It took a stern warning to a very divided German parliament, but in the end Chancellor Angela Merkel successfully guided officials to approve the bailout package worked out for Greece on Monday.
Bloomberg reported that with a rising tide of public opinion against providing any further assistance to Greece, a number of officials in Merkel’s coalition government had begun to advocate for allowing Athens to depart the eurozone rather than provide additional funding. One of Merkel’s own Cabinet ministers, Interior Minister Hans-Peter Friedrich, had earlier called for an expulsion of Greece from the eurozone rather than allowing it to remain and have Germany be compelled to provide further assistance.
Voting was split on the measure, decided on Monday, with 17 members of Merkel’s ruling coalition voting against it, three abstaining, and six others not voting at all. The vote came up short of an absolute majority in the lower house, also known as a “chancellor’s majority” that would have required 311 votes for it. Instead the measure gained 304 votes out of 591 to approve the 130 billion euro ($174 billion) bailout.
In arguing against allowing a negative vote and a Greek departure from the joint currency, Merkel was quoted saying to the Bundestag, “I think those risks are incalculable, and therefore indefensible.” She further said that although questions regarding Greece’s continued membership in the eurozone “have their justification,” she also pointed out that if the euro failed it could endanger not just the European Union but also the global economy.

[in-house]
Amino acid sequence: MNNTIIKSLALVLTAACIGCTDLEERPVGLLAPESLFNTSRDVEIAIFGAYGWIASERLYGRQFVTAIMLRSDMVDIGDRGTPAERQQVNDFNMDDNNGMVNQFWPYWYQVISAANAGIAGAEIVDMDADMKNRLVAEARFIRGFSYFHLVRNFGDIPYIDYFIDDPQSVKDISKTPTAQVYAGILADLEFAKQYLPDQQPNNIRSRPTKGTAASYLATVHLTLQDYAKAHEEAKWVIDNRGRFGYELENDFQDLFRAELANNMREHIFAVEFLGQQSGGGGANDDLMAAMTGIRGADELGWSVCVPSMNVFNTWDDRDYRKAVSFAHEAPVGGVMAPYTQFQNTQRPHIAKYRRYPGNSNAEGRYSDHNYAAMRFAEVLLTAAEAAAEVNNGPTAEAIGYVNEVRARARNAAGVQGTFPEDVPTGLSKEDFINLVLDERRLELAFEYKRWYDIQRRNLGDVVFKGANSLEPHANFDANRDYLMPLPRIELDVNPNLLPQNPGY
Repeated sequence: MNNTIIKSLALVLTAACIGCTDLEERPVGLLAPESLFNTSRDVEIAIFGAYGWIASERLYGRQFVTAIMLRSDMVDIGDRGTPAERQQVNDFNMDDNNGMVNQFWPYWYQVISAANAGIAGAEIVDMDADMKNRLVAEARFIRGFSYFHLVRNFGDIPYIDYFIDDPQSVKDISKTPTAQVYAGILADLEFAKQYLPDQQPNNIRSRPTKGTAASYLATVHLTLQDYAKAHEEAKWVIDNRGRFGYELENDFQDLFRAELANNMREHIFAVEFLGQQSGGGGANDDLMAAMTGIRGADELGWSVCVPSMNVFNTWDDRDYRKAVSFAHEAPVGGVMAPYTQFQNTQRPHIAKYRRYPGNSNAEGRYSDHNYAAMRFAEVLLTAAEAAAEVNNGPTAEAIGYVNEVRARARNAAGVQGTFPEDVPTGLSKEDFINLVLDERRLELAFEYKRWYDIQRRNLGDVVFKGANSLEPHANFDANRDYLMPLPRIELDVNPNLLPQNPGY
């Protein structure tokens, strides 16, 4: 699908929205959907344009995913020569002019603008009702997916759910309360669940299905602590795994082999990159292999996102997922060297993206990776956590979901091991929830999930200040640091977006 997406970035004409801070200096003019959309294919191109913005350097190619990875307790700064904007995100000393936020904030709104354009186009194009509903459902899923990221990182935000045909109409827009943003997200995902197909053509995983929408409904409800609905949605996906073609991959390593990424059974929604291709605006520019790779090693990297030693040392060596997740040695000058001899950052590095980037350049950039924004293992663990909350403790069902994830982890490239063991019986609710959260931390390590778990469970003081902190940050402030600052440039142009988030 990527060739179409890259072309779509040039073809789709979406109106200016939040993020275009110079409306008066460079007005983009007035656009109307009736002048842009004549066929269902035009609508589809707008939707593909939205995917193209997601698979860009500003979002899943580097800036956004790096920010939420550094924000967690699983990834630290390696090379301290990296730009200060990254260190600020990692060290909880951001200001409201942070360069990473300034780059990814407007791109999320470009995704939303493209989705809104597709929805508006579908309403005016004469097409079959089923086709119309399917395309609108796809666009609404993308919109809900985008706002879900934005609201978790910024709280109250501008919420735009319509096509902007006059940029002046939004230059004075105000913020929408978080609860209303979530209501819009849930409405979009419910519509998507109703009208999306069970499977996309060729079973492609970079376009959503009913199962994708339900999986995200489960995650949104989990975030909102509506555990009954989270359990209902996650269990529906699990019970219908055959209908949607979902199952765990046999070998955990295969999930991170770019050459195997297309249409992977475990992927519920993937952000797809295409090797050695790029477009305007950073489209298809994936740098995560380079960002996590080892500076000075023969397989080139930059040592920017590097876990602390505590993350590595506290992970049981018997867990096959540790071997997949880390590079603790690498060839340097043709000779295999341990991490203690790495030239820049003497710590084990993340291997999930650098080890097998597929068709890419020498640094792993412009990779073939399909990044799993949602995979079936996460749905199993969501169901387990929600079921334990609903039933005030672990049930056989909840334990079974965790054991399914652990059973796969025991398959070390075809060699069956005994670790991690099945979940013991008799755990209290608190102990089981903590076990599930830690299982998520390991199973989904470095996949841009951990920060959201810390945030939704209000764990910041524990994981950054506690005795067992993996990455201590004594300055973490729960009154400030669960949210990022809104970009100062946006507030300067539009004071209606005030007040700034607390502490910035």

Any future bailouts may be even more difficult to enact in Germany, since on Tuesday Reuters reported that the German constitutional court ruled that Parliament couldn’t delegate most decisions on the dispersal of bailout moneys to a special confidential committee meeting.
Two opposition lawmakers brought the action to the court, which decided that the nine-member subcommittee formed to approve urgent action on the rescue package was “in large part” unconstitutional because it kept other deputies from exercising their rights. That could mean that any further bailouts will have to be approved either by the 41 members of the full budget committee or the whole 620-member lower house of the Bundestag.
Votes on the current bailout package for Greece are still to be held this week by Finland and the Netherlands, neither of which has been very supportive.